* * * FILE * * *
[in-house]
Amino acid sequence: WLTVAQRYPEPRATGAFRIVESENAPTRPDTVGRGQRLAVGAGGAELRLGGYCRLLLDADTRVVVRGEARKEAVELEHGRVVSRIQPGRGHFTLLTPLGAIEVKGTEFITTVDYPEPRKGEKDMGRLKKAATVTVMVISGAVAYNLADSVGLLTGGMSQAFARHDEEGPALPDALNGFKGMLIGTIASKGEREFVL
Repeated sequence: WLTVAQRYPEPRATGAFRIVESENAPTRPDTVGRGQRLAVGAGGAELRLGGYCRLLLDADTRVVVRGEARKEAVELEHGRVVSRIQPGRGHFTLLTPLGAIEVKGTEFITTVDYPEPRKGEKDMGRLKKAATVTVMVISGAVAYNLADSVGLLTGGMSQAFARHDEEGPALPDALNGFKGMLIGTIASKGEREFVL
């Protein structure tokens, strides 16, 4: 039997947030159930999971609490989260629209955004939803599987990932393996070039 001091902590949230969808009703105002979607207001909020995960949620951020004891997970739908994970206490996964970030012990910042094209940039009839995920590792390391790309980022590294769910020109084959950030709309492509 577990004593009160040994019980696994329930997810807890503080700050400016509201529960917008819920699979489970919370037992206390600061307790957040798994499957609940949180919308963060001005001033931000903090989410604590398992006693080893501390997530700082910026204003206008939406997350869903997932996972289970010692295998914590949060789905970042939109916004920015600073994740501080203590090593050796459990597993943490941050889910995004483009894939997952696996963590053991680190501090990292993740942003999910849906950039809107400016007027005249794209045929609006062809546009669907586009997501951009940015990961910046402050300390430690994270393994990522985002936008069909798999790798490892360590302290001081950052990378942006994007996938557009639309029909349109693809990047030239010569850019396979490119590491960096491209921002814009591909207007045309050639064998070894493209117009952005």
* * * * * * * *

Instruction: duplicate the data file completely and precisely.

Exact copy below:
[in-house]
Amino acid sequence: WLTVAQRYPEPRATGAFRIVESENAPTRPDTVGRGQRLAVGAGGAELRLGGYCRLLLDADTRVVVRGEARKEAVELEHGRVVSRIQPGRGHFTLLTPLGAIEVKGTEFITTVDYPEPRKGEKDMGRLKKAATVTVMVISGAVAYNLADSVGLLTGGMSQAFARHDEEGPALPDALNGFKGMLIGTIASKGEREFVL
Repeated sequence: WLTVAQRYPEPRATGAFRIVESENAPTRPDTVGRGQRLAVGAGGAELRLGGYCRLLLDADTRVVVRGEARKEAVELEHGRVVSRIQPGRGHFTLLTPLGAIEVKGTEFITTVDYPEPRKGEKDMGRLKKAATVTVMVISGAVAYNLADSVGLLTGGMSQAFARHDEEGPALPDALNGFKGMLIGTIASKGEREFVL
């Protein structure tokens, strides 16, 4: 039997947030159930999971609490989260629209955004939803599987990932393996070039 001091902590949230969808009703105002979607207001909020995960949620951020004891997970739908994970206490996964970030012990910042094209940039009839995920590792390391790309980022590294769910020109084959950030709309492509 577990004593009160040994019980696994329930997810807890503080700050400016509201529960917008819920699979489970919370037992206390600061307790957040798994499957609940949180919308963060001005001033931000903090989410604590398992006693080893501390997530700082910026204003206008939406997350869903997932996972289970010692295998914590949060789905970042939109916004920015600073994740501080203590090593050796459990597993943490941050889910995004483009894939997952696996963590053991680190501090990292993740942003999910849906950039809107400016007027005249794209045929609006062809546009669907586009997501951009940015990961910046402050300390430690994270393994990522985002936008069909798999790798490892360590302290001081950052990378942006994007996938557009639309029909349109693809990047030239010569850019396979490119590491960096491209921002814009591909207007045309050639064998070894493209117009952005």